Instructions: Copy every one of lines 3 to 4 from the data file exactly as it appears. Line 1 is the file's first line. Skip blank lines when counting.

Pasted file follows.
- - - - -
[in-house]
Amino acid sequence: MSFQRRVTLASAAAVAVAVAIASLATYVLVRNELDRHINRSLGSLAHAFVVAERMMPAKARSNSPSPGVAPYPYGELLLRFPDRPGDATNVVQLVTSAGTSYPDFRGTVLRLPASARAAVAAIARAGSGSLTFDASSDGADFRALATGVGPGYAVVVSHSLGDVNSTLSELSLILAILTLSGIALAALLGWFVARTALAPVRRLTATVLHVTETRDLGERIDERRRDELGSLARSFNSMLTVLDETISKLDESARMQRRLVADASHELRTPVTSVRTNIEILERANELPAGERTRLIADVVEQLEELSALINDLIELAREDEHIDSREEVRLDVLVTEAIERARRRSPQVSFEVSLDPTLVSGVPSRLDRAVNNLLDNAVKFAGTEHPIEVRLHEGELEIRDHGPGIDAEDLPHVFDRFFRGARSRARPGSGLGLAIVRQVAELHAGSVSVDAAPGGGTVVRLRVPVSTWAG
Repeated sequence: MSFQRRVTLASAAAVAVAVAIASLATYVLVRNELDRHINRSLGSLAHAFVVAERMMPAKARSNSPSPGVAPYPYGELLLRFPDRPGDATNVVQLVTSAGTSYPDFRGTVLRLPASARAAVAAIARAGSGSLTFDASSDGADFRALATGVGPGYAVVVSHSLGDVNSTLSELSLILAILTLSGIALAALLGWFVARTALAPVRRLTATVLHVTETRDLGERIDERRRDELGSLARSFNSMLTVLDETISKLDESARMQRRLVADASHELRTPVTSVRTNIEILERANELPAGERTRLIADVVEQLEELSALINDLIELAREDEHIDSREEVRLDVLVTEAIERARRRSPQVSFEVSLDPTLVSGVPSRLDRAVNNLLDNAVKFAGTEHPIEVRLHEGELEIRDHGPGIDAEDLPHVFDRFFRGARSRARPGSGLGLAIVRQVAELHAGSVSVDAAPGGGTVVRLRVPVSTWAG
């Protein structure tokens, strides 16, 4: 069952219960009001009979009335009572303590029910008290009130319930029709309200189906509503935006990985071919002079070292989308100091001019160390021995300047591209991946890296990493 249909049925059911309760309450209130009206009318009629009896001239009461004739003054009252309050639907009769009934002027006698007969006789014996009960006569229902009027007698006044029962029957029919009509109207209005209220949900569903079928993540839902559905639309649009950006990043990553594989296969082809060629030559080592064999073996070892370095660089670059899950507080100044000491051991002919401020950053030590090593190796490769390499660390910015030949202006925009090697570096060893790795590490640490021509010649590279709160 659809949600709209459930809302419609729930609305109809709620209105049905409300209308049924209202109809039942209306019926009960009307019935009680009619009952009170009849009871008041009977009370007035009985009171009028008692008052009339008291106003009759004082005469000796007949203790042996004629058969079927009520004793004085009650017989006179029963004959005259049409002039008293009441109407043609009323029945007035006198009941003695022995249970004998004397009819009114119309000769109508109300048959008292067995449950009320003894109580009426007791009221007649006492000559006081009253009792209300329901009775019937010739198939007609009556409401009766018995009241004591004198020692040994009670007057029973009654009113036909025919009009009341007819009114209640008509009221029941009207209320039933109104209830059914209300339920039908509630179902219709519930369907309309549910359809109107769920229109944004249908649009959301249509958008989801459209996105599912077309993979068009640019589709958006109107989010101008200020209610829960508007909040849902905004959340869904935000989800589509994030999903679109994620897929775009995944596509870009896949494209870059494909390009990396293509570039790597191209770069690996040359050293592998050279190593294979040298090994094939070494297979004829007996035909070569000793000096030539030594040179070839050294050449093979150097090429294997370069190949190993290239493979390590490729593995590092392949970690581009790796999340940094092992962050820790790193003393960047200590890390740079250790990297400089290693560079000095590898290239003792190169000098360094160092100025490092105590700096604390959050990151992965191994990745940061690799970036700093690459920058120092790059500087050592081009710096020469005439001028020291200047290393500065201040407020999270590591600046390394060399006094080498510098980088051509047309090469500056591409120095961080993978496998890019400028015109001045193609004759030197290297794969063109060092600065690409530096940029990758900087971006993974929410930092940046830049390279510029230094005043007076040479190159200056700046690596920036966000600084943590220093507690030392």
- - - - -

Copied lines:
Repeated sequence: MSFQRRVTLASAAAVAVAVAIASLATYVLVRNELDRHINRSLGSLAHAFVVAERMMPAKARSNSPSPGVAPYPYGELLLRFPDRPGDATNVVQLVTSAGTSYPDFRGTVLRLPASARAAVAAIARAGSGSLTFDASSDGADFRALATGVGPGYAVVVSHSLGDVNSTLSELSLILAILTLSGIALAALLGWFVARTALAPVRRLTATVLHVTETRDLGERIDERRRDELGSLARSFNSMLTVLDETISKLDESARMQRRLVADASHELRTPVTSVRTNIEILERANELPAGERTRLIADVVEQLEELSALINDLIELAREDEHIDSREEVRLDVLVTEAIERARRRSPQVSFEVSLDPTLVSGVPSRLDRAVNNLLDNAVKFAGTEHPIEVRLHEGELEIRDHGPGIDAEDLPHVFDRFFRGARSRARPGSGLGLAIVRQVAELHAGSVSVDAAPGGGTVVRLRVPVSTWAG
């Protein structure tokens, strides 16, 4: 069952219960009001009979009335009572303590029910008290009130319930029709309200189906509503935006990985071919002079070292989308100091001019160390021995300047591209991946890296990493 249909049925059911309760309450209130009206009318009629009896001239009461004739003054009252309050639907009769009934002027006698007969006789014996009960006569229902009027007698006044029962029957029919009509109207209005209220949900569903079928993540839902559905639309649009950006990043990553594989296969082809060629030559080592064999073996070892370095660089670059899950507080100044000491051991002919401020950053030590090593190796490769390499660390910015030949202006925009090697570096060893790795590490640490021509010649590279709160 659809949600709209459930809302419609729930609305109809709620209105049905409300209308049924209202109809039942209306019926009960009307019935009680009619009952009170009849009871008041009977009370007035009985009171009028008692008052009339008291106003009759004082005469000796007949203790042996004629058969079927009520004793004085009650017989006179029963004959005259049409002039008293009441109407043609009323029945007035006198009941003695022995249970004998004397009819009114119309000769109508109300048959008292067995449950009320003894109580009426007791009221007649006492000559006081009253009792209300329901009775019937010739198939007609009556409401009766018995009241004591004198020692040994009670007057029973009654009113036909025919009009009341007819009114209640008509009221029941009207209320039933109104209830059914209300339920039908509630179902219709519930369907309309549910359809109107769920229109944004249908649009959301249509958008989801459209996105599912077309993979068009640019589709958006109107989010101008200020209610829960508007909040849902905004959340869904935000989800589509994030999903679109994620897929775009995944596509870009896949494209870059494909390009990396293509570039790597191209770069690996040359050293592998050279190593294979040298090994094939070494297979004829007996035909070569000793000096030539030594040179070839050294050449093979150097090429294997370069190949190993290239493979390590490729593995590092392949970690581009790796999340940094092992962050820790790193003393960047200590890390740079250790990297400089290693560079000095590898290239003792190169000098360094160092100025490092105590700096604390959050990151992965191994990745940061690799970036700093690459920058120092790059500087050592081009710096020469005439001028020291200047290393500065201040407020999270590591600046390394060399006094080498510098980088051509047309090469500056591409120095961080993978496998890019400028015109001045193609004759030197290297794969063109060092600065690409530096940029990758900087971006993974929410930092940046830049390279510029230094005043007076040479190159200056700046690596920036966000600084943590220093507690030392």